In its letter to the political appointees running the USDA, Cornucopia affirmed, “We hope that qualified individuals will apply to be on the board this year and that Secretary Vilsack and Deputy Secretary Kathleen Merrigan will reverse their past policy of refusing to share the names of nominees publicly. We hope that doing so will result in the appointment of truly exemplary candidates that reflect the values of the organic community as intended by Congress.”
Here's a chart of the major corporate ownership and involvement in the organic food sector:
Dr. Phil Howard, an Assistant Professor at Michigan State, is responsible for the creation and updating of the organic food business chart. He teaches in the University’s Community, Agriculture, Recreation and Resource Studies program.
Dr. Howard also created a graphically animated version of consolidation occurring in the organic food sector between 1995 and 2007. You can view this by clicking here.
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By Aaron W Hunter
A chance discovery of a beautifully preserved fossil in the desert landscape of Morocco has solved one of the great mysteries of biology and paleontology: how starfish evolved their arms.
The Pompeii of palaeontology. Aaron Hunter, Author provided<h2></h2><p>Although starfish might appear very robust animals, they are typically made up of lots of hard parts attached by ligaments and soft tissue which, upon death, quickly degrade. This means we rely on places like the Fezouata formations to provide snapshots of their evolution.</p><p>The starfish fossil record is patchy, especially at the critical time when many of these animal groups first appeared. Sorting out how each of the various types of ancient starfish relate to each other is like putting a puzzle together when many of the parts are missing.</p><h2>The Oldest Starfish</h2><p><em><a href="https://www.biorxiv.org/content/10.1101/216101v1.full.pdf" target="_blank" rel="noopener noreferrer">Cantabrigiaster</a></em> is the most primitive starfish-like animal to be discovered in the fossil record. It was discovered in 2003, but it has taken over 17 years to work out its true significance.</p><p>What makes <em>Cantabrigiaster</em> unique is that it lacks almost all the characteristics we find in brittle stars and starfish.</p><p>Starfish and brittle stars belong to the family Asterozoa. Their ancestors, the Somasteroids were especially fragile - before <em>Cantabrigiaster</em> we only had a handful of specimens. The celebrated Moroccan paleontologist Mohamed <a href="https://doi.org/10.1016/j.palaeo.2016.06.041" target="_blank" rel="noopener noreferrer">Ben Moula</a> and his local team was instrumental in discovering <a href="https://www.sciencedirect.com/science/article/abs/pii/S0031018216302334?via%3Dihub" target="_blank" rel="noopener noreferrer">these amazing fossils</a> near the town of Zagora, in Morocco.</p><h2>The Breakthrough</h2><p>Our breakthrough moment came when I compared the arms of <em>Cantabrigiaster</em> with those of modern sea lilles, filter feeders with long feathery arms that tend to be attached to the sea floor by a stem or stalk.</p><p>The striking similarity between these modern filter feeders and the ancient starfish led our team from the University of Cambridge and Harvard University to create a new analysis. We applied a biological model to the features of all the current early Asterozoa fossils in existence, along with a sample of their closest relatives.</p>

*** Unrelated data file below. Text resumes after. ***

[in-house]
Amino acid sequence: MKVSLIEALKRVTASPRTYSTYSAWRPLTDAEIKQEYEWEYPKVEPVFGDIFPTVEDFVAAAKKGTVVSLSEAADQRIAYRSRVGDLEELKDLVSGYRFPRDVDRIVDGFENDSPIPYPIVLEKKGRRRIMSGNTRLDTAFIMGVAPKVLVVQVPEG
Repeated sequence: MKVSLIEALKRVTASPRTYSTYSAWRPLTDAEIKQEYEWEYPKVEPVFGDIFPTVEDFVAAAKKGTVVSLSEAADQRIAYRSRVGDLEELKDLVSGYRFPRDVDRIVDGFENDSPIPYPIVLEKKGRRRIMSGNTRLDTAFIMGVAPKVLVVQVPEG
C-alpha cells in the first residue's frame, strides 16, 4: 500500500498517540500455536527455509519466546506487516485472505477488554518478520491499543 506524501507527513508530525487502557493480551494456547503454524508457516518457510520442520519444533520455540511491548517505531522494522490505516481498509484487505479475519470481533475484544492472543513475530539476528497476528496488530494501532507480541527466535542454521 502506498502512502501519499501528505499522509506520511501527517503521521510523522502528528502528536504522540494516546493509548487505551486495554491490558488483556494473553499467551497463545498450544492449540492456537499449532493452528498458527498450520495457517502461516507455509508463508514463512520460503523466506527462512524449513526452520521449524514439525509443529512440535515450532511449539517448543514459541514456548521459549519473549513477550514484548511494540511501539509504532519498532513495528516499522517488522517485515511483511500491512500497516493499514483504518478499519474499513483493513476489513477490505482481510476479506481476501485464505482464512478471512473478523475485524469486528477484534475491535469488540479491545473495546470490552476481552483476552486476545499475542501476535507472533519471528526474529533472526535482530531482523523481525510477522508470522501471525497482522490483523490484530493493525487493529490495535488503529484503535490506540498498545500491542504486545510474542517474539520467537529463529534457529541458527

Cantabrigiaster is the most primitive starfish-like animal to be discovered in the fossil record. Aaron Hunter, Author provided<p>Our results demonstrate <em>Cantabrigiaster</em> is the most primitive of all the Asterozoa, and most likely evolved from ancient animals called crinoids that lived 250 million years before dinosaurs. The five arms of starfish are a relic left over from these ancestors. In the case of <em>Cantabrigiaster</em>, and its starfish descendants, it evolved by flipping upside-down so its arms are face down on the sediment to feed.</p><p>Although we sampled a relatively small numbers of those ancestors, one of the unexpected outcomes was it provided an idea of how they could be related to each other. Paleontologists studying echinoderms are often lost in detail as all the different groups are so radically different from each other, so it is hard to tell which evolved first.</p>